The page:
After completing an enormous study, scientists have dismissed claims that single gene variants, or even a small group of them, can dictate susceptibility to depression. Instead, they suggest that any genetic risk for depression likely arises from very large numbers of variants, each contributing a small effect.
Researchers at the University of Colorado Boulder (CU Boulder) reviewed hundreds of investigations that, over the last 25 years, had singled out “candidate genes” for depression. They found that 18 such genes had featured at least 10 times in previous studies.
Then, using data from hundreds of thousands of people, they showed that the influence the 18 candidate genes had on depression was no stronger than that of genes they could pick out at random.
In an American Journal of Psychiatry paper, the team concludes that early theories about “depression candidate genes” are wrong and that studies identifying them have likely done no more than produce “false positives.”
The findings dispel the notion that people will soon be able to take a test that identifies a few genes for depression, and then it is just a matter of drug developers producing new medications that target them.
“This study,” says first study author Richard Border, who is a researcher and graduate student in CU Boulder’s Institute for Behavioral Genetics, “confirms that efforts to find a single gene or handful of genes which determine depression are doomed to fail.”
Scientists working in the field of genetics rejected “candidate-gene hypotheses” years ago, adds senior study author Matthew C. Keller Ph.D., who is an associate professor of psychology and neuroscience at the university.
Meanwhile, others in fields including psychology, he adds, have continued to pursue the idea of “depression genes” and seemed to find evidence to support it.
For example, one of the 18 “historic candidate depression genes” is SLC6A4, which codes for a protein that has to do with transport and recycling of serotonin in the brain.
About 20 years ago, researchers had suggested that having a particular, shorter variant of SLC6A4 could put people at greater risk for depression, especially if they had experienced trauma during childhood.
Dr. Keller explains that the evidence linking candidate genes to depression often came from studies in which the sample sizes were too small. He likens it to the Hans Christian Andersen story of the “emperor’s new clothes.”
“There’s just nothing there,” he adds, “I hope this is the final nail in the coffin for those kind[s] of studies.”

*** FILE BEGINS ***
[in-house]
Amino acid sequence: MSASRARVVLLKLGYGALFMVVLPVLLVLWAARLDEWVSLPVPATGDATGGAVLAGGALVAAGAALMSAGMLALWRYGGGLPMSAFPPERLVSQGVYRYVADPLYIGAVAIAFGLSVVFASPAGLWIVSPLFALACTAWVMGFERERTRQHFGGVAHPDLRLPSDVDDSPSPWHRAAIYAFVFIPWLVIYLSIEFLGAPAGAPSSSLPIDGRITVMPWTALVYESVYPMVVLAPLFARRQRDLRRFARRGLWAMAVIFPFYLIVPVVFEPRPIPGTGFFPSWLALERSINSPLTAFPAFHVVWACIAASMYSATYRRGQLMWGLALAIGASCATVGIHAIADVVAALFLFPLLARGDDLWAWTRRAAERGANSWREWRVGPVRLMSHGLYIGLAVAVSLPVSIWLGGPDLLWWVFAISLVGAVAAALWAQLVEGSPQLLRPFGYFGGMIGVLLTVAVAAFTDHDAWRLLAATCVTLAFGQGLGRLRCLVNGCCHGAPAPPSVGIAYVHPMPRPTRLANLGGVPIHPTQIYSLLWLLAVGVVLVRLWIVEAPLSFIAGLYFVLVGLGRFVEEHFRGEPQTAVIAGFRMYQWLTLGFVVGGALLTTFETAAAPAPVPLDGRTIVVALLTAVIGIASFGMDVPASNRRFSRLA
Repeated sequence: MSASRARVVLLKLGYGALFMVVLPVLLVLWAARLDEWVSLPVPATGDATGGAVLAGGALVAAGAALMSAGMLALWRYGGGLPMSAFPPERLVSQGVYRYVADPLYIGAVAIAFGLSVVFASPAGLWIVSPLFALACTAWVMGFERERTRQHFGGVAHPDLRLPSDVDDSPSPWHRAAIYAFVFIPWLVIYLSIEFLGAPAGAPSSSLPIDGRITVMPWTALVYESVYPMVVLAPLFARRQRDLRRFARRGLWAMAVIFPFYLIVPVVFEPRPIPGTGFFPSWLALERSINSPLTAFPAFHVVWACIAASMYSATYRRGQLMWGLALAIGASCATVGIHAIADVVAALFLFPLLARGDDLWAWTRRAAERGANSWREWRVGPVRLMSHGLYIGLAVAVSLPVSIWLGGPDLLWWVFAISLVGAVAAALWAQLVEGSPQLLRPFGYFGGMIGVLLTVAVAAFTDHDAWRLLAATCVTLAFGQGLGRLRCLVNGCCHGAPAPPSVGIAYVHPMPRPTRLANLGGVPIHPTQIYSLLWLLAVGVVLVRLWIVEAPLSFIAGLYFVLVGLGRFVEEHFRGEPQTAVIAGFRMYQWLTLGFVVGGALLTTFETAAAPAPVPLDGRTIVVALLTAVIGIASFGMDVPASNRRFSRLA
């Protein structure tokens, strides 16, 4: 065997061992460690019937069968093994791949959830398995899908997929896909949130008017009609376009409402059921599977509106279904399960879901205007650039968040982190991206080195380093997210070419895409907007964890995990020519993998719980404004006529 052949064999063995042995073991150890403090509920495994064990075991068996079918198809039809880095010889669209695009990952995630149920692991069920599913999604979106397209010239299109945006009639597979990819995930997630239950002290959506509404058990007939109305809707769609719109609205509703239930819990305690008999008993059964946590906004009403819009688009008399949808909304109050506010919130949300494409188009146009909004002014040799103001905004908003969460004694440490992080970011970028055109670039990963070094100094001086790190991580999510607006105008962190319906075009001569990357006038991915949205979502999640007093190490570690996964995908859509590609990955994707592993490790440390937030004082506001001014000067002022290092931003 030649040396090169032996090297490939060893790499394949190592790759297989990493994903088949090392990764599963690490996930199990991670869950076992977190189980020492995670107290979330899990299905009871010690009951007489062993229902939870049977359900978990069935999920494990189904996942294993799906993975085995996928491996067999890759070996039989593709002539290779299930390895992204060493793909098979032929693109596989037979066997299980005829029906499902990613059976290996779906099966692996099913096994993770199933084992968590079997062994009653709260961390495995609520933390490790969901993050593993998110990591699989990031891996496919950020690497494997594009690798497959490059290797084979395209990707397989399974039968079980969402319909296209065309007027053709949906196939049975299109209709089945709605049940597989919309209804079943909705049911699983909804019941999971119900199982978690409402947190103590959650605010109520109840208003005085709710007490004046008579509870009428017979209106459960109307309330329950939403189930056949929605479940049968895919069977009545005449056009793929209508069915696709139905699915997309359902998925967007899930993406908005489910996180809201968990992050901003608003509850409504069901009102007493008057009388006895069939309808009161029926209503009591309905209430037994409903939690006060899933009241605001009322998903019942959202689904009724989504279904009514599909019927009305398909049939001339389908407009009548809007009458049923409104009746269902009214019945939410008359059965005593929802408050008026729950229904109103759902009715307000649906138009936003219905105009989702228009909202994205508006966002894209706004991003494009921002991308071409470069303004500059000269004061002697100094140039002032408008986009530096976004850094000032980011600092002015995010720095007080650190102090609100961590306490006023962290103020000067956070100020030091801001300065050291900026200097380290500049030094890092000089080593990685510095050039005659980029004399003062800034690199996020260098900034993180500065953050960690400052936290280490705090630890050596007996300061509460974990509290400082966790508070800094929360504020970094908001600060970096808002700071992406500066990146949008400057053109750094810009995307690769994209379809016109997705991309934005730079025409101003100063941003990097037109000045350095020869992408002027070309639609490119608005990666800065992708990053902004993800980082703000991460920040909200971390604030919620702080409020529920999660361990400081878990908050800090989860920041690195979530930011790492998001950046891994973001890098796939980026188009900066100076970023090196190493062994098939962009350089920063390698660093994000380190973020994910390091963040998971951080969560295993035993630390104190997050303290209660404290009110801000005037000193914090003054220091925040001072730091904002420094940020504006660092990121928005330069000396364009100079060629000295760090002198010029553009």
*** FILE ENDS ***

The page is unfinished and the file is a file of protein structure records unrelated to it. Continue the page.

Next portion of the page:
Feeling sad, lonely, or down is part of everyday life, particularly during times of high stress or loss. Depression, however, is a psychiatric illness in which these symptoms, and others, are severe and persistent.
Depression has many forms and, while each has its own pattern of symptoms, there are also some similarities.
Major depression is the most common type of depression. The symptoms can be so severe that it stops people being able to work, study, and interact socially.
In the United States, depression is the main cause of disability in those aged 15–44 years. In 2016, around 16.1 million adults in the U.S. had had at least one episode of major depression in the previous 12 months.
Dr. Keller and his team analyzed “data from large population-based and case-control samples” that ranged from no less than 60,000 to in excess of 400,000 individuals and totaled more than 620,000. The data came from sources such as 23andMe, UK Biobank, and the Psychiatric Genomics Consortium.
The researchers looked for links between any of the 18 depression candidate genes and depression and also with depression in combination with environmental factors, such as “sexual or physical abuse during childhood, socioeconomic adversity.”
However, they write that “no clear evidence was found for any candidate gene,” neither with depression or with depression associated with environmental factors.”
“The study results,” conclude the authors, “do not support previous depression candidate gene findings, in which large genetic effects are frequently reported in samples orders of magnitude smaller than those examined here.”
Dr. Keller and his team emphasize that they are not suggesting that researchers should stop looking for links between genes and depression.
What they are saying is that the relationship between genes and depression is not as straightforward as many earlier studies may have claimed.
Research on the risks of diseases such as Alzheimer’s and cancer can reveal strong links with individual gene variants, and tests for those are medically useful for screening and choosing treatment options.
However, it is more likely that predictions of genetic risk for depression will involve “polygenetic scores” that take into account the effect of very large numbers of genes.
“We are not saying that depression is not heritable at all. It is. What we are saying is that depression is influenced by many, many variants, and individually each of those has a minuscule effect.”
Matthew C. Keller Ph.D.